Actions on climate change which are not supported by all countries are not very effective. However, full participation in a global climate treaty with meaningful emission reductions is difficult to achieve. The non-excludability of the public good mitigation provides an incentive to abstain from global action. Moreover, carbon leakage renders it unattractive to join a treaty without full participation. We study whether and under which conditions border carbon adjustments (BCAs) can mitigate free-riding and reduce carbon leakage in a simple strategic trade model. We show that BCAs can lead to large stable climate agreements, including full participation, associated with large global welfare gains if treaties do not restrict membership (open membership), as this is typical for environmental agreements. We caution against restricting accession to treaties (exclusive membership), as this is typical for trade agreements, which may serve individual but not global interests.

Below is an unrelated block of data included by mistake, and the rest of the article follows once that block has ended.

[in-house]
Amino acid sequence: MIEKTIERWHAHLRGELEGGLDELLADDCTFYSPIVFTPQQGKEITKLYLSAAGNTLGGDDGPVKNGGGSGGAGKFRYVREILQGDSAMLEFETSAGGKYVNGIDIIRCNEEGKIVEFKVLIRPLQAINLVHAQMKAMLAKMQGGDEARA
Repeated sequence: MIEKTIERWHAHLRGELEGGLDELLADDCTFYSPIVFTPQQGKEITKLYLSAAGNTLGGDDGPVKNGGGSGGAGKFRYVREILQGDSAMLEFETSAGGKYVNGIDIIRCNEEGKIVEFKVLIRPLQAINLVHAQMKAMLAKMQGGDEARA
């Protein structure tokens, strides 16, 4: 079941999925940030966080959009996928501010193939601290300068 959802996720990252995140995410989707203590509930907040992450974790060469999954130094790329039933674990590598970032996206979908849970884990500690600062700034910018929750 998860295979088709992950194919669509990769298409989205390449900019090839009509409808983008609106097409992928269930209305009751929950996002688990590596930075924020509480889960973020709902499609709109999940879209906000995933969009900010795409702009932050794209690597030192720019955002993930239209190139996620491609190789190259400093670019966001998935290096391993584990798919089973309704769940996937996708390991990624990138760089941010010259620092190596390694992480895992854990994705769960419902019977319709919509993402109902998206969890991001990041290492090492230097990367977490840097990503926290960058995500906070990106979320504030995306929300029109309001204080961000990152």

- Border carbon adjustments
- International trade
- Self-enforcing international climate agreements
ASJC Scopus subject areas
- Economics and Econometrics